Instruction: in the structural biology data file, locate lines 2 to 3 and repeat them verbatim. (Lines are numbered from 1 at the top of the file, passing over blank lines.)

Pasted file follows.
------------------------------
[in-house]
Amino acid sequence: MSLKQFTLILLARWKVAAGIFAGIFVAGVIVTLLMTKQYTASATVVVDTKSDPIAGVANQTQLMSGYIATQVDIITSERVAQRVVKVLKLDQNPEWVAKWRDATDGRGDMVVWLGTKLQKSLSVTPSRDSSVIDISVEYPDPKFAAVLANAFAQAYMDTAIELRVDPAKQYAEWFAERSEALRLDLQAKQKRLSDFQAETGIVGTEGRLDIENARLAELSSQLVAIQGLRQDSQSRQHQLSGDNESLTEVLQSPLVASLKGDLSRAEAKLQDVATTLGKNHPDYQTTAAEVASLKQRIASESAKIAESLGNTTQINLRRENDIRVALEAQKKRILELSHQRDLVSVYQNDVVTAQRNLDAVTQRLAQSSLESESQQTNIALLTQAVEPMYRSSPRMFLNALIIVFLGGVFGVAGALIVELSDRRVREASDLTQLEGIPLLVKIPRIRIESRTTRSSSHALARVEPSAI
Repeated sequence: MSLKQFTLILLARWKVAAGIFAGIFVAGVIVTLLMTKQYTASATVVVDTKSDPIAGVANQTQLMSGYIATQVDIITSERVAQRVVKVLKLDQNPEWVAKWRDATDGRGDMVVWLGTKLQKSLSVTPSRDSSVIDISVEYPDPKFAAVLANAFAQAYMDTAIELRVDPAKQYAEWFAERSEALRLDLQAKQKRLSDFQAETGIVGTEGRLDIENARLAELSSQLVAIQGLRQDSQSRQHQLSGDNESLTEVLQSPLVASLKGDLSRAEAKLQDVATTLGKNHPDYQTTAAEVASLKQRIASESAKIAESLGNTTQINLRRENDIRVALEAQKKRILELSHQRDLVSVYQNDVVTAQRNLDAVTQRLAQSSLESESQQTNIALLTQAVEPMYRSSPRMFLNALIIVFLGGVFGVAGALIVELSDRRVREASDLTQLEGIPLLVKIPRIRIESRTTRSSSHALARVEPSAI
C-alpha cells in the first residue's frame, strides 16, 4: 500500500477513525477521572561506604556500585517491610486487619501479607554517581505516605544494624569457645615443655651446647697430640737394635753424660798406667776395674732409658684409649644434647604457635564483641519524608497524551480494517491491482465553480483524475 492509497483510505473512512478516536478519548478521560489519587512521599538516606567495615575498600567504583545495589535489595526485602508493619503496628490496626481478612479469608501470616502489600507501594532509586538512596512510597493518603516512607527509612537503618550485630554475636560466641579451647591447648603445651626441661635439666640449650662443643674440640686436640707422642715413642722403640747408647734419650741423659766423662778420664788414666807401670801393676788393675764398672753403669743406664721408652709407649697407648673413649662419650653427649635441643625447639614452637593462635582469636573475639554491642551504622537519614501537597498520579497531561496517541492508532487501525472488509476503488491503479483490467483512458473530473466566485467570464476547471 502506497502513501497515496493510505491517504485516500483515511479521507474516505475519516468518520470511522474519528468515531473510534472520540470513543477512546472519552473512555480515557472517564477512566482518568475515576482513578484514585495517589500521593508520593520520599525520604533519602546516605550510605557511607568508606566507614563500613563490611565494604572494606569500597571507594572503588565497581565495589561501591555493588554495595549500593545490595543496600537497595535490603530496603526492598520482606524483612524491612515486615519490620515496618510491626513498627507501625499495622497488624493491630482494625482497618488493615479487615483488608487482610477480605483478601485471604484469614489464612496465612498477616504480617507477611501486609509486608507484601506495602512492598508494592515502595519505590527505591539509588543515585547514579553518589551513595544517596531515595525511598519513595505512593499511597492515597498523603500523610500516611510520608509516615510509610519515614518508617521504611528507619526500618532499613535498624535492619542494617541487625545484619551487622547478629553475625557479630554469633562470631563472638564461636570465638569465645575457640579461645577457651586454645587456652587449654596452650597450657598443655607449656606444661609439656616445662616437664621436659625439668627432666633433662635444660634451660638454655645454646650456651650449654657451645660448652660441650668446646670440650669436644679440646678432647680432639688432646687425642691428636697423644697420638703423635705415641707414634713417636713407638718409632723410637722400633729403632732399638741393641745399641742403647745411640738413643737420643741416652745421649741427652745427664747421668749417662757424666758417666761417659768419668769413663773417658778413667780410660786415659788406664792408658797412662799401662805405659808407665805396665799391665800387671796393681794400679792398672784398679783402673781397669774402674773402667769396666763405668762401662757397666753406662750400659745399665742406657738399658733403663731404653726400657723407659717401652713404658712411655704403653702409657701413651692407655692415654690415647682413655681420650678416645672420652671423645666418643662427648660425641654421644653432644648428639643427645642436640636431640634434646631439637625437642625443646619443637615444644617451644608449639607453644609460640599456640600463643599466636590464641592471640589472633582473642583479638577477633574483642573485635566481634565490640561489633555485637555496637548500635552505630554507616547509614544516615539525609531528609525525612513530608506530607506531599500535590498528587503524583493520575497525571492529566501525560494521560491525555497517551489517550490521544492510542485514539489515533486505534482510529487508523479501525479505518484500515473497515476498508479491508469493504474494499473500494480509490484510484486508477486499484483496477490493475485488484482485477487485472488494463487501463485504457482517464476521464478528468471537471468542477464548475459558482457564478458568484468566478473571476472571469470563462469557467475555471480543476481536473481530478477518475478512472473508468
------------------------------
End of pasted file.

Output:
Amino acid sequence: MSLKQFTLILLARWKVAAGIFAGIFVAGVIVTLLMTKQYTASATVVVDTKSDPIAGVANQTQLMSGYIATQVDIITSERVAQRVVKVLKLDQNPEWVAKWRDATDGRGDMVVWLGTKLQKSLSVTPSRDSSVIDISVEYPDPKFAAVLANAFAQAYMDTAIELRVDPAKQYAEWFAERSEALRLDLQAKQKRLSDFQAETGIVGTEGRLDIENARLAELSSQLVAIQGLRQDSQSRQHQLSGDNESLTEVLQSPLVASLKGDLSRAEAKLQDVATTLGKNHPDYQTTAAEVASLKQRIASESAKIAESLGNTTQINLRRENDIRVALEAQKKRILELSHQRDLVSVYQNDVVTAQRNLDAVTQRLAQSSLESESQQTNIALLTQAVEPMYRSSPRMFLNALIIVFLGGVFGVAGALIVELSDRRVREASDLTQLEGIPLLVKIPRIRIESRTTRSSSHALARVEPSAI
Repeated sequence: MSLKQFTLILLARWKVAAGIFAGIFVAGVIVTLLMTKQYTASATVVVDTKSDPIAGVANQTQLMSGYIATQVDIITSERVAQRVVKVLKLDQNPEWVAKWRDATDGRGDMVVWLGTKLQKSLSVTPSRDSSVIDISVEYPDPKFAAVLANAFAQAYMDTAIELRVDPAKQYAEWFAERSEALRLDLQAKQKRLSDFQAETGIVGTEGRLDIENARLAELSSQLVAIQGLRQDSQSRQHQLSGDNESLTEVLQSPLVASLKGDLSRAEAKLQDVATTLGKNHPDYQTTAAEVASLKQRIASESAKIAESLGNTTQINLRRENDIRVALEAQKKRILELSHQRDLVSVYQNDVVTAQRNLDAVTQRLAQSSLESESQQTNIALLTQAVEPMYRSSPRMFLNALIIVFLGGVFGVAGALIVELSDRRVREASDLTQLEGIPLLVKIPRIRIESRTTRSSSHALARVEPSAI